Have you ever wondered what a computer is and how it actually works? In this course, we’ll answer the hardware half of this question. Working from the ground up, we will start with basic circuits and develop elementary logic gates. Taking these gates as our building blocks, we will construct the core components of a modern computer. Our journey will culminate in using machine code to control the computer we have designed.

What is computation? This is the question that birthed Computer Science as a discipline, and serves as the focal point of this course. Our plan for answering it is twofold. First, we will introduce functional programming through Scheme (a dialect of Lisp). Second, we will use our understanding of functional programming to explore the nature of computation itself. This will involve reading parts of Alonzo Church’s revolutionary article, “An Unsolvable Problem of Elementary Number Theory.” We will see how the notion of computation emerges from his understanding of functions, and engage with the fundamental conjecture of Computer Science (the Church-Turing Thesis).

Have you ever wondered what a computer is and how it actually works? In this course, we’ll answer the software half of this question. We will start with virtual machines and develop a high-level language, write a compiler, and an operating system. By the end, we will have developed software heirarchy that makes the hardware we developed in Systems 1 useable.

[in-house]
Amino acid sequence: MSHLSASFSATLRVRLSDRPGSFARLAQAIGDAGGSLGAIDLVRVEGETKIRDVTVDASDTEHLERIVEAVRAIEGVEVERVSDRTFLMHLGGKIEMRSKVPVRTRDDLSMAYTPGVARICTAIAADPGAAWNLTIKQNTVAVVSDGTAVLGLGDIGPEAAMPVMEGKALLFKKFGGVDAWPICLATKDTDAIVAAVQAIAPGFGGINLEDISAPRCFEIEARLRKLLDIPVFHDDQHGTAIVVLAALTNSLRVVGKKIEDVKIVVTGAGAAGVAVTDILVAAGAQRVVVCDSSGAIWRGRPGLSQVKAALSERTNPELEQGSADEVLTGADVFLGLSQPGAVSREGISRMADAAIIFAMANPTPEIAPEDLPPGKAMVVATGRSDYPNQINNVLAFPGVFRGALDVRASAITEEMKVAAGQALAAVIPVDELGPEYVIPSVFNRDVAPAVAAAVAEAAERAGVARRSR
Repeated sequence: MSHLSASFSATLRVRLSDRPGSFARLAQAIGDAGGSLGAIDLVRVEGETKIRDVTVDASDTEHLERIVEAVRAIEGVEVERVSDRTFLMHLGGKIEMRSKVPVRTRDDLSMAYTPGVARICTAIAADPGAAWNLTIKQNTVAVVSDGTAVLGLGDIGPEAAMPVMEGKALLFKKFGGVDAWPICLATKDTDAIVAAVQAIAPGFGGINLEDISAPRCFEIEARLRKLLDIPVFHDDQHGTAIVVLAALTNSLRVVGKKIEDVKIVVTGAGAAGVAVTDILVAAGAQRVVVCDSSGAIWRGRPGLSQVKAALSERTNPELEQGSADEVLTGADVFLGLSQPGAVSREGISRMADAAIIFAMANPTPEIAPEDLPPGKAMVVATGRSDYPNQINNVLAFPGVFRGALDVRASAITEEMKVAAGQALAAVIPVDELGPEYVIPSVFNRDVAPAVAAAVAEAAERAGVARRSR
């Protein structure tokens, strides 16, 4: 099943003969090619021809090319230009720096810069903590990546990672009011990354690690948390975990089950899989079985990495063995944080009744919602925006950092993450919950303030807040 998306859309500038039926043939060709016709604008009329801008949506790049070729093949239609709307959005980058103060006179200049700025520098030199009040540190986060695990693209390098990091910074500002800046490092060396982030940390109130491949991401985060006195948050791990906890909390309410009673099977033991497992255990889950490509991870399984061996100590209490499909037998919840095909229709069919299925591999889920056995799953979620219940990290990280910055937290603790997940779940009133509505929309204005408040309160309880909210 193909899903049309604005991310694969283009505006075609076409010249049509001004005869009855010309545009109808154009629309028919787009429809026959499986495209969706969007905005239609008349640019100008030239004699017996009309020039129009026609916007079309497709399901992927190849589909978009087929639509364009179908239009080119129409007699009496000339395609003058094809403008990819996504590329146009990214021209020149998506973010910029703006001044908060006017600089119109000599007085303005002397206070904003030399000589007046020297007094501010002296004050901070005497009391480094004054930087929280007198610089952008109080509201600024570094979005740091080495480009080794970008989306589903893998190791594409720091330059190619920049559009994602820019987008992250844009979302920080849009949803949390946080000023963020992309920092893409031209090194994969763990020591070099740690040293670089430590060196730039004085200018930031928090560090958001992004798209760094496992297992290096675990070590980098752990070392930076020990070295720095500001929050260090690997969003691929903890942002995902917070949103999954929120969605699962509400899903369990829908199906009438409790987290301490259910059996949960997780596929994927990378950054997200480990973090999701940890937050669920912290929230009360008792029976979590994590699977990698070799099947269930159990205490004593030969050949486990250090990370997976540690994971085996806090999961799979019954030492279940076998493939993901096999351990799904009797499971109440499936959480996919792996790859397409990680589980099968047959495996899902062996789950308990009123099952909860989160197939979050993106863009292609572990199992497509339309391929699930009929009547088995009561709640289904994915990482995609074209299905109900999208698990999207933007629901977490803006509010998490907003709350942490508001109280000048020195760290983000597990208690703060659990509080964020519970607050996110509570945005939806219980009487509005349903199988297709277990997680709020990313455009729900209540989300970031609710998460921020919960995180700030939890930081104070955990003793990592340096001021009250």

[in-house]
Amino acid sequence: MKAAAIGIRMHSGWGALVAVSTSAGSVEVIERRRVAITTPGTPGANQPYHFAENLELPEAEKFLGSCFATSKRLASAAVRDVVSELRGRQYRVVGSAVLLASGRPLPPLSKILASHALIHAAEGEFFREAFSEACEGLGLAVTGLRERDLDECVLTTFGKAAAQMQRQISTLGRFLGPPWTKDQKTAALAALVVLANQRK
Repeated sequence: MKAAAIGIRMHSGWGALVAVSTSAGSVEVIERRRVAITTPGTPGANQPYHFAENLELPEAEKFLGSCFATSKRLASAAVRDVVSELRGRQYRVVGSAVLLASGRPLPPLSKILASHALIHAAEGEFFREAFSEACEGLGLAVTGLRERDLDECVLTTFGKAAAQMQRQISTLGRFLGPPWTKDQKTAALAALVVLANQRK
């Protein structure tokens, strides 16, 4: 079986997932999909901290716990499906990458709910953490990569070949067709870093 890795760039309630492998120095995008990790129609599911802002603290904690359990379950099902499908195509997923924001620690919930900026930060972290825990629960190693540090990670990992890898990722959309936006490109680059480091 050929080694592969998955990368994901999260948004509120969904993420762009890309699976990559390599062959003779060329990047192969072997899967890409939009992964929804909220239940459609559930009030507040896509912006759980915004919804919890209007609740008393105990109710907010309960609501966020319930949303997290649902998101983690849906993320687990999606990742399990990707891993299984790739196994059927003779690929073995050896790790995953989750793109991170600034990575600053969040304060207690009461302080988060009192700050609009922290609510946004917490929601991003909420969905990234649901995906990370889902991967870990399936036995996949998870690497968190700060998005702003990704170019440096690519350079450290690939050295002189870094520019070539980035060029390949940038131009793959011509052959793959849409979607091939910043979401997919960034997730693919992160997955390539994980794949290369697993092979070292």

Have you ever imagined speaking in the language of computers, and transforming your ideas into actions that computers can perform? This course is a gateway to discovering the art and science of programming, a crucial skill that serves as the backbone of computer science. But computer science transcends mere programming. Our actual aim is to nurture your ability to think like a computer scientist.

Embark on a deeper exploration of computer science, where the focus shifts from programming and foundations of computer science, to the intricacies of algorithms and their real-world applications. This course reinforces and builds upon the concepts introduced in Introduction to CS 1, and provides an introduction to algorithm design, data analysis, and the practical application of computational techniques.

This is not your typical class in computer science, or in formal logic; but you will learn a lot about both by taking it. Our subject will be one of the most important and influential papers that has ever been written—“On Computable Numbers, with an Application to the Entscheidungsproblem,” by Alan Turing. This is the paper that birthed computer science as a discipline. Understanding it requires that you be comfortable with some mathematical concepts (powers and roots) and with thinking abstractly; but the most important prerequisite for understanding this paper is determination. What is the best way to characterize Turing’s paper? Simple. It changed the world.

If you had a robot who always tied your shoes for you, would you ever have learned how to tie your shoes yourself? What about if that same agent did all your arithmetic and all your writing, and eventually shaped all your decisions? The promise of AI is fraught with ethical questions that strike at the very heart of what it means to be human and to act as a moral agent in society. It reveals a fundamental tension between what AI can do and what AI should do. In the modern world, that tension is growing.